That's what our resources do: They translate the next generation science standards into a form of instruction that really works. Essentially, they turn standards into curriculum. It supports that teacher with the background, the lessons, the units, the assessments, the answer key, and the chronological scope and sequence, so that high-quality student learning can take place and so that there is evidence of that learning.
This is an example of how information is scaffolded for students from grade to grade. The tradition of siloed instruction really has no home with NGSS, which by design treats science as a basic, integrated discipline. It builds from grade to grade in a logical, integrated way.
The above image depicts effective scaffolding across the lower grades. Take 1st grade, for instance, which is composed of nine units, each a monthly theme. The same is true of 2nd grade, and so on, all integrated across disciplines to bring purpose to science and engineering. The curriculum helps students discover connections, which continues through 8th grade.
Supported by Data
While the proficiency average for Massachusetts hovers around 50 percent, this school went from 14 points below average to 35 points above average over 2.5 years.
The data bears out this approach. Take the example above from an elementary school in Massachusetts. This is an urban school, 72 percent low-income, 65 percent free lunch, 75 percent high-needs, 35 percent English Language Learner. Over the course of two and a half years, they added 51 points to their advanced and proficient scoring students. The state average is only 50 percent, so that represents quite a feat.
This example is 89 advanced and proficient, impressive for an inner-city school.
In Massachusetts, we have two out of the three or three out of the top five highest-performing elementary schools, hovering around 92 percent proficient or so. The above is an example of a school that's pretty close: 89 percent advanced and proficient. Note that these are not suburban schools, but deep inner city schools, with 1,200 or so students tested in 8th grade. In this example, over the course of roughly 2.5 years, they added 24 points to their advanced and proficient scores, while their warning levels fell by some 50%.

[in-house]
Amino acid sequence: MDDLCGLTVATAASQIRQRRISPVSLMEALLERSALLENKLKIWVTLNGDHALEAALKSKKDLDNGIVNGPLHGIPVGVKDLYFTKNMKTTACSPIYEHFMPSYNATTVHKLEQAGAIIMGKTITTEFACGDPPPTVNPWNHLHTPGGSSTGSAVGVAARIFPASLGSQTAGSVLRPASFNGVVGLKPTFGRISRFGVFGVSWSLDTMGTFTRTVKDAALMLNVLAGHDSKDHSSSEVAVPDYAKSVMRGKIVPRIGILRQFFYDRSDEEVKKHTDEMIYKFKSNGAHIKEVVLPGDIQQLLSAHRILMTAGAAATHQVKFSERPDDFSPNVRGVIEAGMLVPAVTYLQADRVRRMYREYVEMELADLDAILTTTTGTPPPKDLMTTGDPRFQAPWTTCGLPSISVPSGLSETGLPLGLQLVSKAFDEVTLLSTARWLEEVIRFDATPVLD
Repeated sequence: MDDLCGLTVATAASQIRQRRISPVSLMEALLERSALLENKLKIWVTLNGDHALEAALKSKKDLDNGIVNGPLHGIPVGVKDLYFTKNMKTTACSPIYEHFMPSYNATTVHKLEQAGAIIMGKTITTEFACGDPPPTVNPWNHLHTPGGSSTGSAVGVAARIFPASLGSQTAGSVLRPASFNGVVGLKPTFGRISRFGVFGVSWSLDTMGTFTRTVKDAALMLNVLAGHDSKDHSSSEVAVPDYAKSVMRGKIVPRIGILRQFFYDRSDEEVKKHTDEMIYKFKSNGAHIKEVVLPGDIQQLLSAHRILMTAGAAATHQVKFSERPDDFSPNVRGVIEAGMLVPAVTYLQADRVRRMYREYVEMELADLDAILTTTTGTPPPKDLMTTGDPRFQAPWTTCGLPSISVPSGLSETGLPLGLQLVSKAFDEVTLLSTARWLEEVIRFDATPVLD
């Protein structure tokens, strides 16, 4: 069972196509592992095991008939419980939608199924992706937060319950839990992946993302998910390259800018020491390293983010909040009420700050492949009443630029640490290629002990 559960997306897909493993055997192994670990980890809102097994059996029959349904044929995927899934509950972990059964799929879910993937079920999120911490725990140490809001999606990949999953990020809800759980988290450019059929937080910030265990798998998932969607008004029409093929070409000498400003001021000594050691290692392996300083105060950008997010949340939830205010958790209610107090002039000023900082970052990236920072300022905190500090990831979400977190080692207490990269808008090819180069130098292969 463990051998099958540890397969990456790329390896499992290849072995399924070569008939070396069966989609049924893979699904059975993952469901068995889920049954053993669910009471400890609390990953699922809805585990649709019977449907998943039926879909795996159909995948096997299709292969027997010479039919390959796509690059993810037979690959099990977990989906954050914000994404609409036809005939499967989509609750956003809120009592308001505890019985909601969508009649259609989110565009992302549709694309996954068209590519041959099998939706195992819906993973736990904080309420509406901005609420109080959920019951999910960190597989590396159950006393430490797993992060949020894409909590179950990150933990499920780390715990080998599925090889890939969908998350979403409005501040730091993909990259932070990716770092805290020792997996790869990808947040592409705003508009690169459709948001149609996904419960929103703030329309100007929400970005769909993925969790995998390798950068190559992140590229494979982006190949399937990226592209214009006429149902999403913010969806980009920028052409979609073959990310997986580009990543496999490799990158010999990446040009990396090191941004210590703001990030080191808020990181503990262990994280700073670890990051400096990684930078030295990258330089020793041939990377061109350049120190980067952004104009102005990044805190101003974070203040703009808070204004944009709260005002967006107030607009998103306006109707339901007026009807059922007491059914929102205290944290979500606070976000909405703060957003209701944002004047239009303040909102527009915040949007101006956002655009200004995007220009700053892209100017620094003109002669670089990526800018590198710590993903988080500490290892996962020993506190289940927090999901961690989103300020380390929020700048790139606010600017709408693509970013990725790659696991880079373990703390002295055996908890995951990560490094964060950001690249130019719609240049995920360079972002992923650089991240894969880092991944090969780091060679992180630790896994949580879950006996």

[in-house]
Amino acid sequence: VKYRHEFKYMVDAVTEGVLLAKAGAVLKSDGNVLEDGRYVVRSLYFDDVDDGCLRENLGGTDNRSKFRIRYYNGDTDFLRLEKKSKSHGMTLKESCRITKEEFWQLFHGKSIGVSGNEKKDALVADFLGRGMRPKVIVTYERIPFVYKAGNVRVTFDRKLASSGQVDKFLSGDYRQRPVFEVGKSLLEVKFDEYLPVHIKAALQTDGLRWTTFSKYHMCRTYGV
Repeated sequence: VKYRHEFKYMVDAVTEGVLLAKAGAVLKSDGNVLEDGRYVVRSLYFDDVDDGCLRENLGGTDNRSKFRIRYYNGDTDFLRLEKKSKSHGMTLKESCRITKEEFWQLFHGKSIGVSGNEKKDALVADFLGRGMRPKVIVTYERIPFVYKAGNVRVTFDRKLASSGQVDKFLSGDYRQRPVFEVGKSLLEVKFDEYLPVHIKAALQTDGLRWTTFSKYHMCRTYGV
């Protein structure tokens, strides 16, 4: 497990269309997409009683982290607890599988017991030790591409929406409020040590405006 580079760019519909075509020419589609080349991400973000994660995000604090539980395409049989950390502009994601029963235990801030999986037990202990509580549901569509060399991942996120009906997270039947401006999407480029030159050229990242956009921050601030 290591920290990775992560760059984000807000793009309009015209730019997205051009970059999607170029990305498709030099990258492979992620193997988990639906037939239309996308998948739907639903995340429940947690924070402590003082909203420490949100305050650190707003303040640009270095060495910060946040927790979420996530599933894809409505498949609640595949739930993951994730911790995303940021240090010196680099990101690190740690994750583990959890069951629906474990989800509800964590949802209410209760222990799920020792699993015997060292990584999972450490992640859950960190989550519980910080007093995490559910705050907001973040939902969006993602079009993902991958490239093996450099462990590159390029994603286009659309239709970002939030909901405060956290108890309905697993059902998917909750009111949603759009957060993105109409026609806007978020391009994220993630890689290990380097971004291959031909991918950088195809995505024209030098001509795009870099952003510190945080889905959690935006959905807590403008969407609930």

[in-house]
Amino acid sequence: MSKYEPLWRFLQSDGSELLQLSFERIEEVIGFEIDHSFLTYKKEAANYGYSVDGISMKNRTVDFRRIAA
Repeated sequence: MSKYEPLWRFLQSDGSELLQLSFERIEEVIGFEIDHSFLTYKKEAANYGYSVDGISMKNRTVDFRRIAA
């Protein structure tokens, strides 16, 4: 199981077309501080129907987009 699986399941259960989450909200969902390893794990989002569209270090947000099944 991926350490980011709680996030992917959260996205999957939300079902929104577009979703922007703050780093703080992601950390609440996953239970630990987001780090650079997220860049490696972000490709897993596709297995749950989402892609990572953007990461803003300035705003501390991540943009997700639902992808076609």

These numbers, believe it or not, are fairly representative of school populations that offer students access to rigorous STEM education. Helping students understand and use the scientific and engineering processes, build a compelling conclusion using the claim-evidence-reasoning model, and generally immerse themselves in environments where they're actually acting as scientists and engineers has massively positive results. It not only sets students up to succeed in later grades, which are scaffolded to build continuously on student knowledge, but for higher education and career as well.
This is a crucial step to take to improve American performance in the global workplace, which increasingly rewards creativity, evaluation, analysis and innovative thinking in general. If we are to teach students who will be able to contribute meaningfully to science and engineering in their lives, it starts in the classroom with STEM education that actually works.